TAMPA — For more than 20 years, Victor Alonso put up with gastric reflux. The heartburn, chronic coughing, worrying about what and when he could eat, the daily medication that didn't really help. The rare possibility that the medication might cover up symptoms of a serious consequence of reflux — esophageal cancer.
Last year, Alonso, 50, decided he wanted a permanent solution. His doctor told him about the gold standard surgery known as Nissen fundoplication, a decades-old procedure that can have a better than 90 percent success rate. But when Alonso found out that recovery could take several months and there was a possibility of side effects such as bloating, he looked for other options.
That's when he read about the LINX Reflux Management System, a ring of magnetic beads that helps keep the opening between the lower esophagus and the stomach closed, so stomach acid can't back up and cause painful heartburn and other symptoms including sinusitis, bloating, chronic coughing, chest pain and hoarseness.
More than 15 million Americans have the constellation of heartburn and other symptoms known as gastroesophageal reflux disease, or GERD, according to the American College of Gastroenterology. GERD has been increasing over the past 10 to 15 years, right along with the obesity epidemic.
But you don't have to be overweight to have GERD. Some other lifestyle factors that contribute include: eating greasy, spicy, acidic foods, eating too close to bedtime, drinking alcohol and smoking.
For some, losing weight and changing their habits is enough to solve the problem. Others turn to medications such as antacids or H2 blockers such as Zantac. Longer-term relief often is found in a class of drugs called proton pump inhibitors (such as Prilosec) that can relieve symptoms and heal the esophageal lining. But studies show people who take these medications long term or in high doses may be prone to some bone fractures.
Patients develop reflux symptoms when the normally tight muscle between the lower esophagus and stomach becomes weak and loose, allowing stomach acid to splash up into the esophagus. The LINX device is surgically placed around that junction. The magnetic beads are forced apart by swallowing, burping or vomiting, but otherwise keep the pathway closed.
The device received FDA approval in 2012 and is implanted under general anesthesia. The procedure usually takes about an hour and requires a 24-hour hospital stay.
Alonso, a driver for UPS, had the surgery in November and was able to reintroduce many of his favorite foods right away. "I even tried orange juice and went right to bed, without a pillow wedge. And I had no reflux at all. I couldn't believe it," he said.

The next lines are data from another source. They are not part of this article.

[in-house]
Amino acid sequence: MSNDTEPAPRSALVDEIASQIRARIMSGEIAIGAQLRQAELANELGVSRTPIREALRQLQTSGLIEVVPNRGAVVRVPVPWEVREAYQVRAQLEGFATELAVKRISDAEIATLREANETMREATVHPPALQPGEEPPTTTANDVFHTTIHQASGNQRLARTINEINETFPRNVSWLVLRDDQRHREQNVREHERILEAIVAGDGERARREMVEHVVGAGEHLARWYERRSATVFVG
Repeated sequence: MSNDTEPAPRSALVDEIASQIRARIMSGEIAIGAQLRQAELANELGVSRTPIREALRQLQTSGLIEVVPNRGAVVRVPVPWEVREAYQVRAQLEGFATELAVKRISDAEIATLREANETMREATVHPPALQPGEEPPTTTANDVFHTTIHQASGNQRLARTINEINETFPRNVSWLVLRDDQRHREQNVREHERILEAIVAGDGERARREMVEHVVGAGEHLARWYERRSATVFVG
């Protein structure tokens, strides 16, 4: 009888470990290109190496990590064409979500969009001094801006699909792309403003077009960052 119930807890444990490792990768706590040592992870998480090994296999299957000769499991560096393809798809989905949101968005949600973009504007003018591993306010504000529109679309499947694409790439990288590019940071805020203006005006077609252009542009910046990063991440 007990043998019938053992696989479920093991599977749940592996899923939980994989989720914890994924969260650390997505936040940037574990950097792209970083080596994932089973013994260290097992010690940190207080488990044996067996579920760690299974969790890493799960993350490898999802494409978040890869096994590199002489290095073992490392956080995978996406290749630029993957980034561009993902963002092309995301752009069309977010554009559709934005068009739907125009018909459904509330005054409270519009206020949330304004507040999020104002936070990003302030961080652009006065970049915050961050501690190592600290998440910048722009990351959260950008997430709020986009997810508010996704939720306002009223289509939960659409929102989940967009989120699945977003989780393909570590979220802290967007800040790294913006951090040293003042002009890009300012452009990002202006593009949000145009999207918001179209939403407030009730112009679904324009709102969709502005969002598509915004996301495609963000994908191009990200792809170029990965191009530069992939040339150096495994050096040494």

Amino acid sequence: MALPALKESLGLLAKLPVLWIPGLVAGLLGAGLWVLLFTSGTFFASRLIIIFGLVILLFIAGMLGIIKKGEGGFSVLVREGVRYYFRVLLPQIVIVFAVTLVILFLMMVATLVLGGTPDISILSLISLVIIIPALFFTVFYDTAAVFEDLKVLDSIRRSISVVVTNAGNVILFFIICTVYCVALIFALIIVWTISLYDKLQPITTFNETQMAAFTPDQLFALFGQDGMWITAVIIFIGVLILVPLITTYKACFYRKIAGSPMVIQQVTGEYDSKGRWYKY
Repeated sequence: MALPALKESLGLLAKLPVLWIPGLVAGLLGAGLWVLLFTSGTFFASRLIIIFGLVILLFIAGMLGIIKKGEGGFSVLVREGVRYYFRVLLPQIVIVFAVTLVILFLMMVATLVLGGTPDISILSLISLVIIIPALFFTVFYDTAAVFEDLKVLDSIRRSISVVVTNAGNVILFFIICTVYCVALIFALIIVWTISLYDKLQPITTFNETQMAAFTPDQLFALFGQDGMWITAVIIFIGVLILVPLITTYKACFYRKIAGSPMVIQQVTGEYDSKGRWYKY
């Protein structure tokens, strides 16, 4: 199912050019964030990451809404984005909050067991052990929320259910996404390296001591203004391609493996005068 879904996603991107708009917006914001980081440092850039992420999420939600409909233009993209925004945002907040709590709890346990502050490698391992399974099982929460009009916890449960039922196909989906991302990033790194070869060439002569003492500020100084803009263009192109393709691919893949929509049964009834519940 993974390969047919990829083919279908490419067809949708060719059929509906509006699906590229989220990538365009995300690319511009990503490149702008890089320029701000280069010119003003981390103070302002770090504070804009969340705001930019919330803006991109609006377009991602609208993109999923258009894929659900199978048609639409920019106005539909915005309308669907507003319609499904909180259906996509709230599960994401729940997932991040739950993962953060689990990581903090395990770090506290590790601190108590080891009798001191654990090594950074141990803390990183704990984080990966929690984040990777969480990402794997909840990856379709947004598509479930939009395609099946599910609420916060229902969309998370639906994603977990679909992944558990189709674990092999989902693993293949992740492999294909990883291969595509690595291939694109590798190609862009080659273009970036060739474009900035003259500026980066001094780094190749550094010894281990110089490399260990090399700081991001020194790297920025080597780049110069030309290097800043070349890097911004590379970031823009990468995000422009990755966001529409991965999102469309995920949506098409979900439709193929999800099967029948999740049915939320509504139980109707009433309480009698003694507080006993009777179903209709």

Not everyone is enthusiastic.
Dr. Joel Richter, director of the division of digestive diseases at USF Health and a gastroenterologist, said he thinks it's too early to recommend LINX without reservation.
"There's no long-term data yet on this," Richter said. "We don't know the effect of this surgery 10, 20 years out. The Nissen fundoplication has been around since the '40s. We know it works."
In that procedure, part of the stomach is wrapped around and sewn to the lower portion of the esophagus to strengthen the opening and keep stomach acid out of the esophagus. Its success relies more heavily on the surgeon's skill, and a small percentage of patients aren't happy with their outcomes.
"They can be left with difficulty swallowing, very uncomfortable bloating, and some will have diarrhea," said Alonso's surgeon, Gopal Sai Grandhige, who began offering LINX at Memorial Hospital of Tampa last year.
Grandhige likes the LINX because it's an implant and, when used in appropriate patients, the results are more likely to be consistent. He also thinks it's a good option for younger patients who don't like the idea of taking medication for the rest of their lives.
Dr. Vic Velanovich, professor of surgery and director of the division of general surgery at USF Health, decided to begin offering LINX at Tampa General Hospital. "Patients are coming to us asking for it," he said. "I think there's a role for LINX in a small subset of patients who have mild reflux symptoms who want to get off medications, and those who have concerns about the side effects of Nissen surgery."
Doctors agree that the LINX won't replace the Nissen surgery, but it adds to the options now available to patients.
Three months after his LINX surgery, Alonso must still eat slowly and always have a beverage to help swallow dry foods like chicken breast and bread, a common side effect that is supposed to improve over time.
"I'd rather have that any day than have reflux," he said. "People don't realize how horrible it is."
Irene Maher can be reached at firstname.lastname@example.org.